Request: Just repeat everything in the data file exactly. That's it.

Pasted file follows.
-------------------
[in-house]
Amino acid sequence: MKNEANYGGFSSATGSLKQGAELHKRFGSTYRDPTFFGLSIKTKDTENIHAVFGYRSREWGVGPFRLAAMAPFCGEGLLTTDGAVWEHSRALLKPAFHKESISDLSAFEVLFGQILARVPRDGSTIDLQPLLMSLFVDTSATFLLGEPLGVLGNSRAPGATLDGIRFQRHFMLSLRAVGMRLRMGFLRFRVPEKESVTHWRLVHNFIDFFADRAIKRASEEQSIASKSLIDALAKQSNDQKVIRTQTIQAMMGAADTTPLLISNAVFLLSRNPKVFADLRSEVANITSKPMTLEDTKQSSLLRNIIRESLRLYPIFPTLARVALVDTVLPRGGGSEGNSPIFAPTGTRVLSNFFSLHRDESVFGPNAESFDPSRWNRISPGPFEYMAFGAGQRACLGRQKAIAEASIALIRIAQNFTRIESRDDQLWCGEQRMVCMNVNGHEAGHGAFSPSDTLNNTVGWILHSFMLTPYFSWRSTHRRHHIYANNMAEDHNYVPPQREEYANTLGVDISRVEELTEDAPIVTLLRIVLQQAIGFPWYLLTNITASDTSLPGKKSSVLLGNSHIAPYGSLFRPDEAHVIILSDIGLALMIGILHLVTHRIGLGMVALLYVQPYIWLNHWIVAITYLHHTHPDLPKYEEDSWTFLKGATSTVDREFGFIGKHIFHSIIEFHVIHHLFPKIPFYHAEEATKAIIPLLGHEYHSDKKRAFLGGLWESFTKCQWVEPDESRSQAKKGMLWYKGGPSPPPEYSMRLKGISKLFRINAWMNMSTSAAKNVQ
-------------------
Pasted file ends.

[in-house]
Amino acid sequence: MKNEANYGGFSSATGSLKQGAELHKRFGSTYRDPTFFGLSIKTKDTENIHAVFGYRSREWGVGPFRLAAMAPFCGEGLLTTDGAVWEHSRALLKPAFHKESISDLSAFEVLFGQILARVPRDGSTIDLQPLLMSLFVDTSATFLLGEPLGVLGNSRAPGATLDGIRFQRHFMLSLRAVGMRLRMGFLRFRVPEKESVTHWRLVHNFIDFFADRAIKRASEEQSIASKSLIDALAKQSNDQKVIRTQTIQAMMGAADTTPLLISNAVFLLSRNPKVFADLRSEVANITSKPMTLEDTKQSSLLRNIIRESLRLYPIFPTLARVALVDTVLPRGGGSEGNSPIFAPTGTRVLSNFFSLHRDESVFGPNAESFDPSRWNRISPGPFEYMAFGAGQRACLGRQKAIAEASIALIRIAQNFTRIESRDDQLWCGEQRMVCMNVNGHEAGHGAFSPSDTLNNTVGWILHSFMLTPYFSWRSTHRRHHIYANNMAEDHNYVPPQREEYANTLGVDISRVEELTEDAPIVTLLRIVLQQAIGFPWYLLTNITASDTSLPGKKSSVLLGNSHIAPYGSLFRPDEAHVIILSDIGLALMIGILHLVTHRIGLGMVALLYVQPYIWLNHWIVAITYLHHTHPDLPKYEEDSWTFLKGATSTVDREFGFIGKHIFHSIIEFHVIHHLFPKIPFYHAEEATKAIIPLLGHEYHSDKKRAFLGGLWESFTKCQWVEPDESRSQAKKGMLWYKGGPSPPPEYSMRLKGISKLFRINAWMNMSTSAAKNVQ